Fresh Wine For The Horses
tep right up! Now presenting a breakneck history of Rob Dickinson’s erstwhile band Catherine Wheel, in handy album-centric format; Ferment: drank from the forbidden well of shoegaze, Chrome: raged against the after-effects and dropped a few swirls, Happy Days: tried to rock (with mixed results), Like Cats & Dogs: strangely forgot to include all the best b-sides, Adam & Eve: embraced Floydisms and Tim Friese-Greene, Wishville: fairly limp. Rumours of a Dickinson solo project seemed to appear almost immediately after the drift into pretty-much-split-up-actually band non-activity and, five years later, here we are. But what on god’s swirly earth does it sound like?
Well, it’s better than Wishville, so breath a collective sigh of relief for that. Unfortunately, it can’t touch Adam & Eve or Chrome either. A passing citizen, perambulating past the entrance from whence I was blasting out this album was heard to remark; “this is a bit middle-of-the-road pop isn’t it?” Alas, he wasn’t far wrong.
Said comment was made over the decidedly generic stylings of “My Name is Love,” an identikit tune awash with airbrushed FM-radio-friendly guitar licks, some ivory-damaging piano chords and Mr. Dickinson’s soaring falsetto—which remains undeniably potent. In the end the sheer weight of forcible uplift just about shines through, despite an occasional peep beneath the lid of the forbidden box of lyrics that time forgot (“When everything seems so tough / My name is love,” oh Rob, has it come to this?) Anyway, that’s ‘the single’, so it’s allowed to be something of ‘a cheesefest’.
Questionable lyrics never stood out quite so much during the Wheel days, possibly because attention was often being drawn by the beautiful swooshing cacophony emanating from the direction of the rest of the band—most obviously, from Brian Futter’s evident pedal addiction. Perhaps not a huge surprise, then, that the two tracks to feature a near-reunion of the old gang provide the most satisfying moments. Whether “The Storm” and “Towering and Flowering” were simply lifted from discarded sessions or recorded more recently, I am unaware. What matters is that they sound massive. You know you can sometimes predict almost exactly what a track will be like based purely on the title? These two are prime examples. Every bit as howling, reaching and looming as you might think.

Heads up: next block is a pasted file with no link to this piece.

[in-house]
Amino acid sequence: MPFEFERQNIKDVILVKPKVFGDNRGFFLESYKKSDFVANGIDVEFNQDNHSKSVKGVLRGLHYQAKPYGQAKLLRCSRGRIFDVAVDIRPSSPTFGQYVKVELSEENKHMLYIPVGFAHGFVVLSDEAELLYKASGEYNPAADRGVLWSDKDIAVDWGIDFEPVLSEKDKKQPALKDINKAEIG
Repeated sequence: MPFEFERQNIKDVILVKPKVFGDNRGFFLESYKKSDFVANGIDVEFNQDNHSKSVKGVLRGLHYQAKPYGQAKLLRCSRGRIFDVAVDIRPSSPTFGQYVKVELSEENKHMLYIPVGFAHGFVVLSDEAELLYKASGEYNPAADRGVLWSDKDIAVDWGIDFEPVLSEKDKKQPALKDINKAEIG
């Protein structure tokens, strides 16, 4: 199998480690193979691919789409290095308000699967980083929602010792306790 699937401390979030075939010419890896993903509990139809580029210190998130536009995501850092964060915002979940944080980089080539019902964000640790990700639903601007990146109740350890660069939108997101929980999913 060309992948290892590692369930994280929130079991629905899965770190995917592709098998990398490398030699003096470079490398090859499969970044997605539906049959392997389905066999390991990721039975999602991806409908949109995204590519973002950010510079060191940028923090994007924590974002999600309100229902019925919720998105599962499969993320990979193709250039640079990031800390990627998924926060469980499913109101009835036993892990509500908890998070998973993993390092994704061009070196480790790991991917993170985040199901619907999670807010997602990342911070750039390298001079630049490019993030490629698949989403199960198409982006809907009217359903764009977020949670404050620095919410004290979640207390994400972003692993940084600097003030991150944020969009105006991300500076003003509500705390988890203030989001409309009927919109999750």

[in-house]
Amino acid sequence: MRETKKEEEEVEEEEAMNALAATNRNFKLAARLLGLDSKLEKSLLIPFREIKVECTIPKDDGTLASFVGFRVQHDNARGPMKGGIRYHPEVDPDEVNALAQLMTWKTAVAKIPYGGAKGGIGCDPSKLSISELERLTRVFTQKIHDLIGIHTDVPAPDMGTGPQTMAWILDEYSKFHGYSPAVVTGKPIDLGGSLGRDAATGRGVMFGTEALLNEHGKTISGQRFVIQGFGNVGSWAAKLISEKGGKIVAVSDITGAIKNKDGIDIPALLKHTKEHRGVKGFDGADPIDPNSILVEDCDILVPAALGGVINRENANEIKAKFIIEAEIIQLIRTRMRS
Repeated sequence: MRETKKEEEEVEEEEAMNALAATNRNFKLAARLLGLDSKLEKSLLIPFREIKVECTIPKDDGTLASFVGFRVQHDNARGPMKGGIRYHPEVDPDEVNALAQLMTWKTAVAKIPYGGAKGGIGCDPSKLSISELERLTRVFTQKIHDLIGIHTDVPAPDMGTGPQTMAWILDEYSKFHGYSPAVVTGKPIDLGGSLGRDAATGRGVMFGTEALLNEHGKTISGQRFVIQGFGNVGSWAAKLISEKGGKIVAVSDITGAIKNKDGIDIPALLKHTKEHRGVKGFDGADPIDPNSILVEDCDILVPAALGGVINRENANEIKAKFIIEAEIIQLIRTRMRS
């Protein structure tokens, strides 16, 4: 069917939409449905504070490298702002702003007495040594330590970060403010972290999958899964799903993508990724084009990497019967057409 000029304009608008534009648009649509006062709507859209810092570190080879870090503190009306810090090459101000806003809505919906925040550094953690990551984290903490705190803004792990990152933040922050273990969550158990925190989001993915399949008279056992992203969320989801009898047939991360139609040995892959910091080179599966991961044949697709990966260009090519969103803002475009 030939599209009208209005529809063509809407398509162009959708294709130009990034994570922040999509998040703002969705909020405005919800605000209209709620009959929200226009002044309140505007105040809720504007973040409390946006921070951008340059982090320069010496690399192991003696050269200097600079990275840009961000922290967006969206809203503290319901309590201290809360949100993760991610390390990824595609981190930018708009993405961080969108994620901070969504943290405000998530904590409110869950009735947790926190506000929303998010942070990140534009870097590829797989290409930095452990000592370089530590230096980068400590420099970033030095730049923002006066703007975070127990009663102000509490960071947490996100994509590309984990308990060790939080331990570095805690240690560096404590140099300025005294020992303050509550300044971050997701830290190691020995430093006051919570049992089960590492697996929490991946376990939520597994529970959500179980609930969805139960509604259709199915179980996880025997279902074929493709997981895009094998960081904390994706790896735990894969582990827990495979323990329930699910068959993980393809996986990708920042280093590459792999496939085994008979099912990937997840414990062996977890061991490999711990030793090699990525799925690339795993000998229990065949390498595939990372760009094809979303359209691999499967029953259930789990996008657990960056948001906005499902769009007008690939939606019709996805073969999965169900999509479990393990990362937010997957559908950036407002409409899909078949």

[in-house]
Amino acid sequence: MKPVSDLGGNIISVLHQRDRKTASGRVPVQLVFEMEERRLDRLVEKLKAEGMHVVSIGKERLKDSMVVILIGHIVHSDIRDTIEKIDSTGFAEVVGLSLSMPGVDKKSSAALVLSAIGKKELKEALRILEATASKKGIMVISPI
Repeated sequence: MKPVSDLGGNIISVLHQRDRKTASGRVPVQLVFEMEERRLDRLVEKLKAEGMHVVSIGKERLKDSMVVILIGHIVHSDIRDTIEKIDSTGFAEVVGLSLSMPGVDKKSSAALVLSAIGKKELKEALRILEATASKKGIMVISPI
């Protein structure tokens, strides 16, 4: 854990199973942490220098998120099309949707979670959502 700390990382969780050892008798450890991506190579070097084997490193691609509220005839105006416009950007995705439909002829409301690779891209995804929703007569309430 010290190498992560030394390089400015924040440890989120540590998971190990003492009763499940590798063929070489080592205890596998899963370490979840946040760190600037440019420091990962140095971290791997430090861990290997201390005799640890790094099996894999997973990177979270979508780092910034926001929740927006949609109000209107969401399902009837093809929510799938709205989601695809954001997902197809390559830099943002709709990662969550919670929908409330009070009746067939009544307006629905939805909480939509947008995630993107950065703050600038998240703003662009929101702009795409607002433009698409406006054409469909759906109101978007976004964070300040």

Elsewhere, Rob indulges his ballad side. This is especially noticeable during the first half of proceedings, which features three such efforts in increasing states of undress (that last being a cover of Warren Zevon’s “Mutineer,” from a lonely dark room with a piano in it). Quite how engaging or affecting these are will probably depend upon their potential resonance with events in your life. A certain phrase, passing by the ears of others without pause, may pierce the heart with memories of a distant lover. A gentle chord; the night you first met. Or the last you ever spoke. The existence of these personal hooks, or the lack of them, are the only measure.
However, despite the remainder being far from shabby (“Don’t Change” has a valiant stab at being this album’s “Phantom of the American Mother,” and there’s much to love about the bombastic “Handsome”), the shadow cast by the two tracks which are Catherine Wheel in all but name is ever-present. Regardless of the practicalities or likelihood of a full reunion, the mind does wander; dreams are formed—what was so nearly grasped during the first incarnation could be snatched at the second attempt. As a pre-meal tipple, Fresh Wine for the Horses holds up fine. I’m left hoping that it will complement a follow-up feast.